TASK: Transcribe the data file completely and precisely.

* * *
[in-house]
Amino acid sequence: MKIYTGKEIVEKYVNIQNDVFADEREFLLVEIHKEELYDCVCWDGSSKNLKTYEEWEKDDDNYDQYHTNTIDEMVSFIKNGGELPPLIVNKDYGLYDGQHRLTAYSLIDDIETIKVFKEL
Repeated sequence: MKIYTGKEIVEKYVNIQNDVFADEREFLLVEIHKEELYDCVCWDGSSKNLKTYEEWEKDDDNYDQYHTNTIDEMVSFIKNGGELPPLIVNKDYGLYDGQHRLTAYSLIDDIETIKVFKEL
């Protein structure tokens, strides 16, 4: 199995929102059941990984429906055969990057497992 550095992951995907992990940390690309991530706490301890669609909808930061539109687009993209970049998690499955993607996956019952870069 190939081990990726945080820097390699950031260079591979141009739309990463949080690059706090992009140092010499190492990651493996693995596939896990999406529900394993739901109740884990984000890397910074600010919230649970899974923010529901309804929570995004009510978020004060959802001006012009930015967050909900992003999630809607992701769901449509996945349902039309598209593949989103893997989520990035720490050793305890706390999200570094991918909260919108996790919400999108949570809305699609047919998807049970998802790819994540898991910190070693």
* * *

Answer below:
[in-house]
Amino acid sequence: MKIYTGKEIVEKYVNIQNDVFADEREFLLVEIHKEELYDCVCWDGSSKNLKTYEEWEKDDDNYDQYHTNTIDEMVSFIKNGGELPPLIVNKDYGLYDGQHRLTAYSLIDDIETIKVFKEL
Repeated sequence: MKIYTGKEIVEKYVNIQNDVFADEREFLLVEIHKEELYDCVCWDGSSKNLKTYEEWEKDDDNYDQYHTNTIDEMVSFIKNGGELPPLIVNKDYGLYDGQHRLTAYSLIDDIETIKVFKEL
């Protein structure tokens, strides 16, 4: 199995929102059941990984429906055969990057497992 550095992951995907992990940390690309991530706490301890669609909808930061539109687009993209970049998690499955993607996956019952870069 190939081990990726945080820097390699950031260079591979141009739309990463949080690059706090992009140092010499190492990651493996693995596939896990999406529900394993739901109740884990984000890397910074600010919230649970899974923010529901309804929570995004009510978020004060959802001006012009930015967050909900992003999630809607992701769901449509996945349902039309598209593949989103893997989520990035720490050793305890706390999200570094991918909260919108996790919400999108949570809305699609047919998807049970998802790819994540898991910190070693």